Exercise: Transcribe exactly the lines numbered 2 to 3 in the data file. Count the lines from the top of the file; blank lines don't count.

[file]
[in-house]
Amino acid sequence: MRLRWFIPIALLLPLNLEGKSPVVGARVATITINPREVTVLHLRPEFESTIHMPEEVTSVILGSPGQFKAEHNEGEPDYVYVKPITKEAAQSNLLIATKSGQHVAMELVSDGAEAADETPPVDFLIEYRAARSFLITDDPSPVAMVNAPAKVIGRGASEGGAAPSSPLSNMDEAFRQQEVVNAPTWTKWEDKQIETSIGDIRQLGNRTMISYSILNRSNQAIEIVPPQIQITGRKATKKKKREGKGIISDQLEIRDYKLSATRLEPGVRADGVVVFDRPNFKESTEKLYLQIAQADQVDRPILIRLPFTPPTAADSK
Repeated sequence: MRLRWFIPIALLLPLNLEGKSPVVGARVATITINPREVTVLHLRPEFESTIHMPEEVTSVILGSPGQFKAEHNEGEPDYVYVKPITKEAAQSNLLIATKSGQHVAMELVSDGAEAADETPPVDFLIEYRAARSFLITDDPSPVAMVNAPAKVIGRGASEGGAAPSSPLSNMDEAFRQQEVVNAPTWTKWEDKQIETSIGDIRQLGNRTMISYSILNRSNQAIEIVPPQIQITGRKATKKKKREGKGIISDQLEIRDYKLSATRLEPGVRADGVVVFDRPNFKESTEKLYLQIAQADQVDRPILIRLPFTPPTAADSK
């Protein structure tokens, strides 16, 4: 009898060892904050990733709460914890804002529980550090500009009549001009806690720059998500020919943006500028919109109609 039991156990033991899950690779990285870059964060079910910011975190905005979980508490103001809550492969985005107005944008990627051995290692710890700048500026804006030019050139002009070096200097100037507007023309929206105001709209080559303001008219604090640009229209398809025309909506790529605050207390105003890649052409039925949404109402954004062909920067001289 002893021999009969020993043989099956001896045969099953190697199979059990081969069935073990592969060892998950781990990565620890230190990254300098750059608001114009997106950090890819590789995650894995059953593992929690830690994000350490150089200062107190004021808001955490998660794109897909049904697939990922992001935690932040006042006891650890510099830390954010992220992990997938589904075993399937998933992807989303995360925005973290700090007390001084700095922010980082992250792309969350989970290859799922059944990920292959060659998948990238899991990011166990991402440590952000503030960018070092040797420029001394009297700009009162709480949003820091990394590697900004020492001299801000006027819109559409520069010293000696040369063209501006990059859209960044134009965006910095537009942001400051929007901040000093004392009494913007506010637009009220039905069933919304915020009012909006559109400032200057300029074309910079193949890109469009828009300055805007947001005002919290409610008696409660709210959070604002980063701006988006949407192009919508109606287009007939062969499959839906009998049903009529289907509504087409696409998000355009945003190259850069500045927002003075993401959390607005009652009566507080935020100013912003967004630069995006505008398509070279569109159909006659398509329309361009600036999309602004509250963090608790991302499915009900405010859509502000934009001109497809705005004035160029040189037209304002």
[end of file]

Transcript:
Amino acid sequence: MRLRWFIPIALLLPLNLEGKSPVVGARVATITINPREVTVLHLRPEFESTIHMPEEVTSVILGSPGQFKAEHNEGEPDYVYVKPITKEAAQSNLLIATKSGQHVAMELVSDGAEAADETPPVDFLIEYRAARSFLITDDPSPVAMVNAPAKVIGRGASEGGAAPSSPLSNMDEAFRQQEVVNAPTWTKWEDKQIETSIGDIRQLGNRTMISYSILNRSNQAIEIVPPQIQITGRKATKKKKREGKGIISDQLEIRDYKLSATRLEPGVRADGVVVFDRPNFKESTEKLYLQIAQADQVDRPILIRLPFTPPTAADSK
Repeated sequence: MRLRWFIPIALLLPLNLEGKSPVVGARVATITINPREVTVLHLRPEFESTIHMPEEVTSVILGSPGQFKAEHNEGEPDYVYVKPITKEAAQSNLLIATKSGQHVAMELVSDGAEAADETPPVDFLIEYRAARSFLITDDPSPVAMVNAPAKVIGRGASEGGAAPSSPLSNMDEAFRQQEVVNAPTWTKWEDKQIETSIGDIRQLGNRTMISYSILNRSNQAIEIVPPQIQITGRKATKKKKREGKGIISDQLEIRDYKLSATRLEPGVRADGVVVFDRPNFKESTEKLYLQIAQADQVDRPILIRLPFTPPTAADSK